It's a good thing Arya was taken out of King's Landing immediately after Ned Stark's death, because she wouldn't have lasted long. She would have spat in Joffrey's face, or tried to murder him in the Throne Room. She would have acted on her feelings without a second thought. Arya manages to self-monitor in especially dire situations—when she's pretending to be a boy on her way to The Wall and when she's briefly employed as Tywin Lannister's cup bearer—but even then, not particularly well (Gendry discovers she's a girl and Tywin catches several clues that she's not the low-born girl she's pretending to be). She continues to self-monitor at a minimal level throughout her journey with the Hound, repeatedly telling him that he's on her kill list. When they finally part ways and she begins her journey to Bravos, it looks like she's turning over a new leaf. Arya joins an organization—the Faceless Men at the House of Black and White—and tries to conform to its rules.

Except, as much as Arya wants to want the life of a Faceless Man, it's the idea of being a Faceless Man that she's enamored with, not the actual lifestyle (and who hasn't been there, projecting too much onto a "dream job"?). She doesn't want to answer to the Many-Faced God. She wants to answer to her own moral compass. She uses her newfound face-changing power to take out Ser Meryn Trant, who killed her fencing instructor Syrio Forel—even though the Many-Faced God didn't ask for his death. Because Arya is in a complex organization though, this doesn't go over well. She's punished (with the loss of her eyesight) and forced to learn a degree of self-monitoring in order to get back up (and, you know, get to see again).

In Season 6, when Arya's assigned to assassinate the actress Lady Crane, she bonds with her and saves her life at the last moment—effectively tendering her resignation from the Faceless Men. Arya wasn't the right person for Jaqen H'ghar to groom to become a managing partner in the House of Black and White. She's more the self-employed type. That's why her decision to abandon the Faceless Men at the end of Season 6 isn't surprising at all. But her time with them wasn't a waste—in addition to some very handy new magic assassin skills, Arya also learned a little balance. She learned when to self-monitor and when to trust her gut and go off on her own, which is exactly what we should all be aiming for.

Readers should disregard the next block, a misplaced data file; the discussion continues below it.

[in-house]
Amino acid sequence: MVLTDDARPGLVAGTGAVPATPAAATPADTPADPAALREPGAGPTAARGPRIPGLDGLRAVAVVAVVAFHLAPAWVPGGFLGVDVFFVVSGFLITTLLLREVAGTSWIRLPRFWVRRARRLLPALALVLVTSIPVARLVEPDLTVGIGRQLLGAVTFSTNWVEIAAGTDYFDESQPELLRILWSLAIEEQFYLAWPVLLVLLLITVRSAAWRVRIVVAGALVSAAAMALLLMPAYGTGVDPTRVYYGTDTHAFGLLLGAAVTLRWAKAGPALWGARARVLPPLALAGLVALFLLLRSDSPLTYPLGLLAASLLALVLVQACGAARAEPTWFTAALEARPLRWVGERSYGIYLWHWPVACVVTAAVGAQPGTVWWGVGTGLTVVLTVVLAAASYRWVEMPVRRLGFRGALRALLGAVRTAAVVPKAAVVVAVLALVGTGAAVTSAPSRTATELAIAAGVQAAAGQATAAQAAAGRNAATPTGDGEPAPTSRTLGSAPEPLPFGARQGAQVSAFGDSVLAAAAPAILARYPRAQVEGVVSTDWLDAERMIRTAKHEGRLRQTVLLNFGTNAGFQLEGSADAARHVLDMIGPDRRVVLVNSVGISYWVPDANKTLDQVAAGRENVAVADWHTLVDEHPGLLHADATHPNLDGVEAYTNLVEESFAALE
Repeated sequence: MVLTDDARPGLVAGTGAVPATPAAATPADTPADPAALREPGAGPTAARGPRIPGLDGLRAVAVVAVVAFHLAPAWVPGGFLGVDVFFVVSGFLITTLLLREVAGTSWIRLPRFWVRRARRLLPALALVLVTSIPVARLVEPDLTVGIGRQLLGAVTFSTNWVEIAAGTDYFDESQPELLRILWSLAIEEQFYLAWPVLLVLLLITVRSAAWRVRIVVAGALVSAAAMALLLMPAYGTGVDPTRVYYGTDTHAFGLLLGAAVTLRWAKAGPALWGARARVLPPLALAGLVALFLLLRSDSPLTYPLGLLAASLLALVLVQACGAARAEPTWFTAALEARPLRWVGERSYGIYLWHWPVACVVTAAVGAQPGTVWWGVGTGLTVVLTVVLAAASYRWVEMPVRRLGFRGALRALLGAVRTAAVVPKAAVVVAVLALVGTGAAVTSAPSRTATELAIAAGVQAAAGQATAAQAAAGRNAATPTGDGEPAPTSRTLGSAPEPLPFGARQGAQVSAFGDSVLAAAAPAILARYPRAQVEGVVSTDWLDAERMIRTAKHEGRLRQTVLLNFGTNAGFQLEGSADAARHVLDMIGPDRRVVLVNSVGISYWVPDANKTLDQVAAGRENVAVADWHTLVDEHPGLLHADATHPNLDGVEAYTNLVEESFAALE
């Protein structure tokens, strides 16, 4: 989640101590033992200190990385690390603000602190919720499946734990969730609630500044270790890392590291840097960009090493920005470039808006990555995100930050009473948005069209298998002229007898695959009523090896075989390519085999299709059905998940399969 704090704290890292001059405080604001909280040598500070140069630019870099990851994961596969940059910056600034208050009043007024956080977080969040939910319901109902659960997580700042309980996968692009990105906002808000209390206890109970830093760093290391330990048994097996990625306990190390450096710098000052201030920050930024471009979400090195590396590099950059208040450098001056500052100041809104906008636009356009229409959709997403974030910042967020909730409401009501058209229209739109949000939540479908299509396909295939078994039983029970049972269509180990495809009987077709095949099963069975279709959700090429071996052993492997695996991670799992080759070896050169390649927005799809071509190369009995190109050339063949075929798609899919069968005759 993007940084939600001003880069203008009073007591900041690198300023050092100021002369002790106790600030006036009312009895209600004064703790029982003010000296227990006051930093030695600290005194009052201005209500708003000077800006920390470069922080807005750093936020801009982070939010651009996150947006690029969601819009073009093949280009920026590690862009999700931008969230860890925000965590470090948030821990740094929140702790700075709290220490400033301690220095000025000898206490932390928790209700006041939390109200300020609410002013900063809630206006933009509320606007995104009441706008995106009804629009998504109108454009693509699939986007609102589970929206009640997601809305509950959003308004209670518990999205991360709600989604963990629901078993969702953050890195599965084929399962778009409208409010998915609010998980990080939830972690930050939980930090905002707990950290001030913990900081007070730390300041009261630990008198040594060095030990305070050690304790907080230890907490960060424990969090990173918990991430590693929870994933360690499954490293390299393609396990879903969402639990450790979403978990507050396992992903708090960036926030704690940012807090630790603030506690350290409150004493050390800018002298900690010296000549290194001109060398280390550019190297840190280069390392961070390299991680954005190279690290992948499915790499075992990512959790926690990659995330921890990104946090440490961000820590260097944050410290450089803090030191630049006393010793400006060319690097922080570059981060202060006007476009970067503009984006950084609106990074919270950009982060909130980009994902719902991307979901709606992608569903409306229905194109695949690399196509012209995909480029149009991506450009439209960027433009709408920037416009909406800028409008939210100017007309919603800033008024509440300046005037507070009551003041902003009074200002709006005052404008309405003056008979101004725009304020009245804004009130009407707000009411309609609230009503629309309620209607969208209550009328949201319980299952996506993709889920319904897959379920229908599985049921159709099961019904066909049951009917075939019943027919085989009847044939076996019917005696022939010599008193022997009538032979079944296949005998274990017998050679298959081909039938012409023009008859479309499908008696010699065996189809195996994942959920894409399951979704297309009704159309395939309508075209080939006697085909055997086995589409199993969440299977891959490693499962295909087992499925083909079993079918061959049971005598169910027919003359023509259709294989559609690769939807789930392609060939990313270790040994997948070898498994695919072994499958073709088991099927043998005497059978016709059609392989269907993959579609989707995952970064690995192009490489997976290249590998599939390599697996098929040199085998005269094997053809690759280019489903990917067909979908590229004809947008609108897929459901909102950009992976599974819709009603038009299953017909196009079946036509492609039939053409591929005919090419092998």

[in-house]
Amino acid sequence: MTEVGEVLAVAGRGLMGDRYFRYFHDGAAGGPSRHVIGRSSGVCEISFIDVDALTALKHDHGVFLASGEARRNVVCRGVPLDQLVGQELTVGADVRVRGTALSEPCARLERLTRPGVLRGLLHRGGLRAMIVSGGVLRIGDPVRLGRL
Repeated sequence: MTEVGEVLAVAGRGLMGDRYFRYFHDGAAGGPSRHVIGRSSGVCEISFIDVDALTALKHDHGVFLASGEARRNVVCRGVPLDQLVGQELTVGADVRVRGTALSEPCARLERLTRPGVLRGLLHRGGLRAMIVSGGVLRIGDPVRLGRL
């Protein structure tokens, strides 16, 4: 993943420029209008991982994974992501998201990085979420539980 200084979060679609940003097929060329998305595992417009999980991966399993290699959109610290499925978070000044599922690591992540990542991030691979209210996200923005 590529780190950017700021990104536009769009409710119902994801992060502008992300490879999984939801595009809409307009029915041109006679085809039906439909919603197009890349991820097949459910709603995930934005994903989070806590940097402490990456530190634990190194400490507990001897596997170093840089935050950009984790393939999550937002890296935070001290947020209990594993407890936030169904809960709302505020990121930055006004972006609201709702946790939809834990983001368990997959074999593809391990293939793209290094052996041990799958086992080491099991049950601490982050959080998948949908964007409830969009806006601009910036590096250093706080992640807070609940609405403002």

(Image credit: HBO)

"The art of being human and being an authentic human is to be cognizant of the social cues and the shoulds and the people around you, but to also be cognizant of what's going on inside of you because both are important," Thacker says.

The key to balancing those is reformulating how you identify yourself, according to Dr. Tami West, author of The Stress Club: Stop Participating, Take Your Power Back, and Start Living Your Own Life. "We have to start with an actual identity reformulation for ourselves, which means just with us, just by ourselves, not with anyone else because identity is on many levels, who we are. Things like 'female,' 'daughter,' 'mother'—whatever it is, those specific words. And then identity is also who you want to be, words that you would use to describe yourself—'successful,' 'happy,' 'confident.'"

In other words, focusing on the words that identify the kind of person we want to be (as opposed to labels that carry a lot of expectations) helps us move toward what we actually want—whether that's giving up your corporate gig to go to art school or quitting your magic assassin band to avenge your medieval family's deaths solo. Which is exactly what we should expect from Arya this coming season on Game of Thrones.

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Weekend Editor at Cosmopolitan

Kayleigh Roberts is a freelance writer and editor with over 10 years of professional experience covering entertainment of all genres, from new movie and TV releases to nostalgia, and celebrity news. Her byline has appeared in Marie Claire, Cosmopolitan, ELLE, Harper’s Bazaar, The Atlantic, Allure, Entertainment Weekly, MTV, Bustle, Refinery29, Girls’ Life Magazine, Just Jared, and Tiger Beat, among other publications. She's a graduate of the Medill School of Journalism at Northwestern University.